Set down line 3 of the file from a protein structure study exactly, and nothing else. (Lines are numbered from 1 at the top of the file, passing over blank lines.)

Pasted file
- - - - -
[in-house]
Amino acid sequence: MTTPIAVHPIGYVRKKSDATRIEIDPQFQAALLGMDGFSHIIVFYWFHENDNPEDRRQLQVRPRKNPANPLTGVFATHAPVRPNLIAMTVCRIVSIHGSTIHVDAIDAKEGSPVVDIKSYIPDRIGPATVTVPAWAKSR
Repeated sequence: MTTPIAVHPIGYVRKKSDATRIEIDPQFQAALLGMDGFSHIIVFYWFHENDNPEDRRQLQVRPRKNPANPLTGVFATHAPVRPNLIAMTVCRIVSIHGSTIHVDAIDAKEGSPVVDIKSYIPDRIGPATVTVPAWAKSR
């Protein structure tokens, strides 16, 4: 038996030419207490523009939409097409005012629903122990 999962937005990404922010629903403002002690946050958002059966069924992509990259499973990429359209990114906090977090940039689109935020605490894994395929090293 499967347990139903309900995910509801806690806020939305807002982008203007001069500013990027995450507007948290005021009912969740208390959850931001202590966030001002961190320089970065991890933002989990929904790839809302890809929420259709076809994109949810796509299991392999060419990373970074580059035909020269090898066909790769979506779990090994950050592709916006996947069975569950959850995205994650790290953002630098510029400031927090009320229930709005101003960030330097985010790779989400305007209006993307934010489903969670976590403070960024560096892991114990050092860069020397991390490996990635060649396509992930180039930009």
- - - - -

Repeated sequence: MTTPIAVHPIGYVRKKSDATRIEIDPQFQAALLGMDGFSHIIVFYWFHENDNPEDRRQLQVRPRKNPANPLTGVFATHAPVRPNLIAMTVCRIVSIHGSTIHVDAIDAKEGSPVVDIKSYIPDRIGPATVTVPAWAKSR